I am happy to state, that the officers of the prison have generally, cordially and efficiently co-operated with me in maintaining the discipline, and promoting the interests of the prison.

S. C. DUNHAM, Agent. State Prison, Auburn, Dec. 31, 1833.

Report of the Chaplain.

To the Inspectors of the State Prison,

GENTLEMEN-In my report to your Board last year, I mentioned facts demonstrating the great need of literary and religious instraetion in the prison; represented its apparent effects upon the minds of the convicts, and stated, somewhat in detail, the routine of duties and modes of instruction pursued in the chaplain's department. In reviewing the year now closing, I find very little room for any remarks in these respects, which would not be, substantially, a repetition of last year's statements. The same close connexion has been traced between ignorance, intemperance, irreligion, and crime, and the same means have been employed to enlighten and reclaim, with no less obvious and cheering results.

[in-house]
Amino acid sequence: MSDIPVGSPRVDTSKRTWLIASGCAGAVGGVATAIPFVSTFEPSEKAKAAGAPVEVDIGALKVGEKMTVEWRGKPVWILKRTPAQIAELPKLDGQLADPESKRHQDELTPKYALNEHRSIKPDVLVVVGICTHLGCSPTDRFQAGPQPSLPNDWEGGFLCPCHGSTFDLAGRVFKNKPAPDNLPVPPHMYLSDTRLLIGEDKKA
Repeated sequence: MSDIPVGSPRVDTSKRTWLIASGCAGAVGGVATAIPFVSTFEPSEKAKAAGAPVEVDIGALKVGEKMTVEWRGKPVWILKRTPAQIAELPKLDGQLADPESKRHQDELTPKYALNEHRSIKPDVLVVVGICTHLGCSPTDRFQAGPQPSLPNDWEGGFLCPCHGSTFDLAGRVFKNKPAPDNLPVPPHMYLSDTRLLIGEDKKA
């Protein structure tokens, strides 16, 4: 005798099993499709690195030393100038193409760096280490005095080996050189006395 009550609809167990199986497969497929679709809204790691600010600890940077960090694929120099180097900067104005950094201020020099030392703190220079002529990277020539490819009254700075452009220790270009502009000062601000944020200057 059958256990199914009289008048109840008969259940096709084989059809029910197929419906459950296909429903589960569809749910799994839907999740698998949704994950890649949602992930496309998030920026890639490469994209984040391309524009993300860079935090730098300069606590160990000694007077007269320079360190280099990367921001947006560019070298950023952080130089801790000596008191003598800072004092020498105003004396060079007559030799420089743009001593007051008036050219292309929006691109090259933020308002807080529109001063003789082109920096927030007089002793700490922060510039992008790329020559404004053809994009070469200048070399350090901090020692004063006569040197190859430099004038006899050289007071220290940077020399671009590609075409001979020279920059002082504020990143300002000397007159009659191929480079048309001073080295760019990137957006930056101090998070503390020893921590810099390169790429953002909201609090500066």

The general state of feeling among the convicts is gratifying in the highest degree. It is not merely that of humble acquiescence in the justness of their punishment, but of fervent gratitude that they have been arrested and brought under a course of discipline and instruction which has opened their eyes upon the infatuation of their former course of life. There are, indeed, exceptions, but they are few. Though I have never noted the number precisely, I have no hesitation in asserting as a fact, which I should be pleased to have put to the test, that if you were to pass around from cell to cell, and put the question to every convict in prison, the answer, in nine cases out of ten, would be, “I am glad that I was ever locked up in this cell,” and in one half of these instances the tone of expression would be that of the decpest emotion and emphasis. And yet, nothing would be more erroneous than to ascribe this state of feeling, in the least degree, to any injudicious lenity in the management of the convicts, or to a single feature of the discipline at all calculated, in itself considered, to reconcile them to their present lot. Every object and every movement is repulsive to their feelings. Their mental suffering is in most cases intense. I do not believe there are ten convicts in prison who would not gladly purchase a remission of one half of their term of sentence, at the expense of every farthing of property they ever possessed. The benefit, they confess, is dearly bought; but after all, they esteem it more than equivalent to all their present sufferings.Whether the anticipated benefit be realized or not, this is evidently their present impression. They perceive that they have been, hitherto, in a most important sense, beside themselves; their imprisonment has now afforded them, or rather forced upon them, an interval of calm and sober reflection, and they are themselves again. Three-fourths of them were victims of intemperance; the strong arm of the law has wrested them from the